Restaurant critic Giles Coren and comedian Sue Perkins experience the food culture of years gone by. Tonight, they grab their ration books for one week and chomp their way through the food of 1940s World War II Britain. During blackouts and air raids they eat spam and dried egg, have some GIs round for tea and see what Churchill was eating in his Cabinet War Rooms.
In the final episode, Giles and Sue travel back to the early days of the Roman Empire. Living in a splendid villa, Senator Giles dons a toga while Vestal Virgin Sue dresses in tunics and keeps the fires of Rome burning.
This time around, Giles and Sue discover the culinary delights of the bright young things in the 1920s. Chef for the week is food writer Allegra McEvedy, providing aspic-inspired cookery. 'It' girl Sue gets a real bob and Giles dresses in the dandyish fashions of the period.
From iconic cultural contributions, to life-saving game-changers in science and medicine, France has been a major contributor in shaping our modern world. France gave us tools that allowed us to explore unimaginable places and helped perfect the finer things in life. We all owe France a toast to the wonderful world we live in. To celebrate these great contributions, we're going to run a thought experiment and strip them all away, leaving the world in crisis.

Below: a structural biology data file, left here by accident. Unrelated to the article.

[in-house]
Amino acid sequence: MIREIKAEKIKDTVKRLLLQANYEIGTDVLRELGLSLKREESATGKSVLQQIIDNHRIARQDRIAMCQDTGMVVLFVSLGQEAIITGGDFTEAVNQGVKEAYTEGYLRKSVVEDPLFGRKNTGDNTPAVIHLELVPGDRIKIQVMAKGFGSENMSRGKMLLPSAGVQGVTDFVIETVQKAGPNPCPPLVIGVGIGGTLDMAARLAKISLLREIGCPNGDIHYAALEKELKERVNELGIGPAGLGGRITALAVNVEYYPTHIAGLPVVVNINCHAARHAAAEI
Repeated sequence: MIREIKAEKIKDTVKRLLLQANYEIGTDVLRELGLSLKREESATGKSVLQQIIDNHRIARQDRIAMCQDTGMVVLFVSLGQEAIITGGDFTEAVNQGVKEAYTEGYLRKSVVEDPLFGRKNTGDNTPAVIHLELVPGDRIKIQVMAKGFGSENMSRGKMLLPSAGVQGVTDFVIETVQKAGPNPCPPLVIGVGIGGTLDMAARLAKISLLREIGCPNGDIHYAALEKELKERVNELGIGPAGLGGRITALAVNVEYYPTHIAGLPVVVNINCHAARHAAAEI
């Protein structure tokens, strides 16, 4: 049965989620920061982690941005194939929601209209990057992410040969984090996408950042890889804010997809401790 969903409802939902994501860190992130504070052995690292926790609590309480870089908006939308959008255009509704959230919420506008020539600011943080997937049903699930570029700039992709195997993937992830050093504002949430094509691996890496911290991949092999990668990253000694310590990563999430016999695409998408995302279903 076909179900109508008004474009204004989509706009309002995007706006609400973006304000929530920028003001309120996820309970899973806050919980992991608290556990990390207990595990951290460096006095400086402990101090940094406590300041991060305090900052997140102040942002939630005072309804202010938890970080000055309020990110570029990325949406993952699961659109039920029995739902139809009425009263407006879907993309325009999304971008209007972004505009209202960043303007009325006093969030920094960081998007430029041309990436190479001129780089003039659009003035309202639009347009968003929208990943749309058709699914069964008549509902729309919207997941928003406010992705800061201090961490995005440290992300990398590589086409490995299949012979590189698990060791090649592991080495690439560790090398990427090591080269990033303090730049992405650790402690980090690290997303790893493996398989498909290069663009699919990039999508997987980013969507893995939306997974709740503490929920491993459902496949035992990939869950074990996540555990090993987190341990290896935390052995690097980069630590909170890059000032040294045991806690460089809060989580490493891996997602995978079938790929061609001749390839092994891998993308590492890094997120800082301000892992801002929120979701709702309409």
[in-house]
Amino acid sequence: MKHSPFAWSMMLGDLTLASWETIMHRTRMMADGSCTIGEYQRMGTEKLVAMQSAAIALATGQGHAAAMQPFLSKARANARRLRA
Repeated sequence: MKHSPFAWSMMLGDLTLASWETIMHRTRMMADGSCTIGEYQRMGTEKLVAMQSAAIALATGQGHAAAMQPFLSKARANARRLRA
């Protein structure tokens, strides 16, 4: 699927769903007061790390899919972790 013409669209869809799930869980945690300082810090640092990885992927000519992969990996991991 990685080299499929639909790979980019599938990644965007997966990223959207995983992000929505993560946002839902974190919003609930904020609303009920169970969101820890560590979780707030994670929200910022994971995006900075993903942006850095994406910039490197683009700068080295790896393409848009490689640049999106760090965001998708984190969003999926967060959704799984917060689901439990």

Albert Lin travels to the famous Machu Picchu, where LiDAR technology reveals evidence of an even older civilisation's involvement.
In this episode, we explore the changing role of the Windsors' relationship to the Commonwealth and the political upheaval in the world during the 60s and 70s. Former colonies move to independence, often bringing violence. Tours to these parts of the world are under threat and the British and other former colonial powers struggle to come to terms with a new world order and diminished power.